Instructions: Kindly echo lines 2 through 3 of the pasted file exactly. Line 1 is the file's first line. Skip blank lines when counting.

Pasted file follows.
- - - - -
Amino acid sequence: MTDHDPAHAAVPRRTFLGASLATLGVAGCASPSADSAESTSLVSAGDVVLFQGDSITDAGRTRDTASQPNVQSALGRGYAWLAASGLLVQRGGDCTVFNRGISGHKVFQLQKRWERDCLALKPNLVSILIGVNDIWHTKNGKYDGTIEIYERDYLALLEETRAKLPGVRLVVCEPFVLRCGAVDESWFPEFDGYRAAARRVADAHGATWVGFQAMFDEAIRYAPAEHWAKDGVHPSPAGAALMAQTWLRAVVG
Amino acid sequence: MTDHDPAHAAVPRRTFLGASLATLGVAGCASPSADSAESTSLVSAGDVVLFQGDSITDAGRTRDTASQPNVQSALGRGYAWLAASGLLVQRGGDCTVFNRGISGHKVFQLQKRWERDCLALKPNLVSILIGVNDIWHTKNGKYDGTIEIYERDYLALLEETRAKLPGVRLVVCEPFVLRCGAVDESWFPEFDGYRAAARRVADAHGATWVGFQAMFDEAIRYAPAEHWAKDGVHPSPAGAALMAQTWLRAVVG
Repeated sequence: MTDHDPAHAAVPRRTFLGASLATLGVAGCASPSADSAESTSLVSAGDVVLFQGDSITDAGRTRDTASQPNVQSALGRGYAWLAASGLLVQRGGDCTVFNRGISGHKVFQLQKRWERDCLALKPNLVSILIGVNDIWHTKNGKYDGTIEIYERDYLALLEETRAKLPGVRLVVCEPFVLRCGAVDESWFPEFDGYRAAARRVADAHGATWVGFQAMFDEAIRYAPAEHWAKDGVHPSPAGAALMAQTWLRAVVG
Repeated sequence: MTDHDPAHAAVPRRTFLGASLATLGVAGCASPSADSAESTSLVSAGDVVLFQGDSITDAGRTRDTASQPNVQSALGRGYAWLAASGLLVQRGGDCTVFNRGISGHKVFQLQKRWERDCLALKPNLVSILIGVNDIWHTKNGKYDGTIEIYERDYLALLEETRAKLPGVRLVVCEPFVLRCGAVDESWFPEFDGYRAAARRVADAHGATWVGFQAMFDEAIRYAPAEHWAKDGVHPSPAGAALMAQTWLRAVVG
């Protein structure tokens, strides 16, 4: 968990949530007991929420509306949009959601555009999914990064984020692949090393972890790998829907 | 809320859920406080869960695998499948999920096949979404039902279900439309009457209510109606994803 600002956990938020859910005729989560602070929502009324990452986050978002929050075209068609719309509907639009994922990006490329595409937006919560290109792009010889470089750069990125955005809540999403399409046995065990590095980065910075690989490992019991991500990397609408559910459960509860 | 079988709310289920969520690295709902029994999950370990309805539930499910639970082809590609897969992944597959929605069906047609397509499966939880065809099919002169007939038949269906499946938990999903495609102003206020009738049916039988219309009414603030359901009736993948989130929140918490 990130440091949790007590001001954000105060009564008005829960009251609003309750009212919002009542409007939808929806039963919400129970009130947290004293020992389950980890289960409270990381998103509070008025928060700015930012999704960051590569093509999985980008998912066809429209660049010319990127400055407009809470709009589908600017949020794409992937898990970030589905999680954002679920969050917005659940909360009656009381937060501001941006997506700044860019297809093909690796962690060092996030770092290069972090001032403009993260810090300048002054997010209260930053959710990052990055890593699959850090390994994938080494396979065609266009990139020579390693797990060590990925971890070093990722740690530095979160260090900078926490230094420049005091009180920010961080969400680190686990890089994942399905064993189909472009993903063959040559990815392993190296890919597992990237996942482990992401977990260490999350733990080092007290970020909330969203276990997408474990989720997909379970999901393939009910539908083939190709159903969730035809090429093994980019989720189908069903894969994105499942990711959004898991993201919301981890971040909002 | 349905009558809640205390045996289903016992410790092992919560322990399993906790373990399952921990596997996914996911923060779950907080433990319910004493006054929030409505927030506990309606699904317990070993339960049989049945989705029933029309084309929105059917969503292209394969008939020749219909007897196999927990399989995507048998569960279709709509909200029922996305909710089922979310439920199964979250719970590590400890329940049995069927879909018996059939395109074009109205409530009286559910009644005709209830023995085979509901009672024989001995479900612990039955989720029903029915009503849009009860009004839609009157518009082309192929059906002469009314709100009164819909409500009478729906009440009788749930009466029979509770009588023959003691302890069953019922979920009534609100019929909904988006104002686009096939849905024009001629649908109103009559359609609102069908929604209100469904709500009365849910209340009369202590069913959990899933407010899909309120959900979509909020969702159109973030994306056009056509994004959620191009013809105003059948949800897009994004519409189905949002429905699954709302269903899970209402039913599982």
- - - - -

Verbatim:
Amino acid sequence: MTDHDPAHAAVPRRTFLGASLATLGVAGCASPSADSAESTSLVSAGDVVLFQGDSITDAGRTRDTASQPNVQSALGRGYAWLAASGLLVQRGGDCTVFNRGISGHKVFQLQKRWERDCLALKPNLVSILIGVNDIWHTKNGKYDGTIEIYERDYLALLEETRAKLPGVRLVVCEPFVLRCGAVDESWFPEFDGYRAAARRVADAHGATWVGFQAMFDEAIRYAPAEHWAKDGVHPSPAGAALMAQTWLRAVVG
Repeated sequence: MTDHDPAHAAVPRRTFLGASLATLGVAGCASPSADSAESTSLVSAGDVVLFQGDSITDAGRTRDTASQPNVQSALGRGYAWLAASGLLVQRGGDCTVFNRGISGHKVFQLQKRWERDCLALKPNLVSILIGVNDIWHTKNGKYDGTIEIYERDYLALLEETRAKLPGVRLVVCEPFVLRCGAVDESWFPEFDGYRAAARRVADAHGATWVGFQAMFDEAIRYAPAEHWAKDGVHPSPAGAALMAQTWLRAVVG